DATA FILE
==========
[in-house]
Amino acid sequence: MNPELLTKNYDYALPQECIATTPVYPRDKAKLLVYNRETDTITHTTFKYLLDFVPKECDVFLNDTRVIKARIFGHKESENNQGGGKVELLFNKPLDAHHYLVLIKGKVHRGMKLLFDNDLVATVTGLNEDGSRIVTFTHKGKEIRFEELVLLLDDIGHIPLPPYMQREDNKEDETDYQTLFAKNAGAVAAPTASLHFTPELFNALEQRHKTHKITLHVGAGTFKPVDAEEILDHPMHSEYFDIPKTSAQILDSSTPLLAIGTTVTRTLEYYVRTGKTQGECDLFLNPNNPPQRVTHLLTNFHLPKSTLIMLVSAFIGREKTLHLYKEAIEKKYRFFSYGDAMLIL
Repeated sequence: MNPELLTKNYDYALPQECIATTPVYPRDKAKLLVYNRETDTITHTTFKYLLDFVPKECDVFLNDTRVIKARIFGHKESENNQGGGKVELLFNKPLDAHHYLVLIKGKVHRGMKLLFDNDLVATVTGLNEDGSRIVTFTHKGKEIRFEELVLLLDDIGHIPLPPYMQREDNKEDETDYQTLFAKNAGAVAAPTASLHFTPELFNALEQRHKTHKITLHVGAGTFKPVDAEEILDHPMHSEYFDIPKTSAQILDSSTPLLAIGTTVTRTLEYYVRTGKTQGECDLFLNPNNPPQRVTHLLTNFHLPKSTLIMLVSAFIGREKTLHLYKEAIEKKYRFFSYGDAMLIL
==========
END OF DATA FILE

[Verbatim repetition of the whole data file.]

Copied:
[in-house]
Amino acid sequence: MNPELLTKNYDYALPQECIATTPVYPRDKAKLLVYNRETDTITHTTFKYLLDFVPKECDVFLNDTRVIKARIFGHKESENNQGGGKVELLFNKPLDAHHYLVLIKGKVHRGMKLLFDNDLVATVTGLNEDGSRIVTFTHKGKEIRFEELVLLLDDIGHIPLPPYMQREDNKEDETDYQTLFAKNAGAVAAPTASLHFTPELFNALEQRHKTHKITLHVGAGTFKPVDAEEILDHPMHSEYFDIPKTSAQILDSSTPLLAIGTTVTRTLEYYVRTGKTQGECDLFLNPNNPPQRVTHLLTNFHLPKSTLIMLVSAFIGREKTLHLYKEAIEKKYRFFSYGDAMLIL
Repeated sequence: MNPELLTKNYDYALPQECIATTPVYPRDKAKLLVYNRETDTITHTTFKYLLDFVPKECDVFLNDTRVIKARIFGHKESENNQGGGKVELLFNKPLDAHHYLVLIKGKVHRGMKLLFDNDLVATVTGLNEDGSRIVTFTHKGKEIRFEELVLLLDDIGHIPLPPYMQREDNKEDETDYQTLFAKNAGAVAAPTASLHFTPELFNALEQRHKTHKITLHVGAGTFKPVDAEEILDHPMHSEYFDIPKTSAQILDSSTPLLAIGTTVTRTLEYYVRTGKTQGECDLFLNPNNPPQRVTHLLTNFHLPKSTLIMLVSAFIGREKTLHLYKEAIEKKYRFFSYGDAMLIL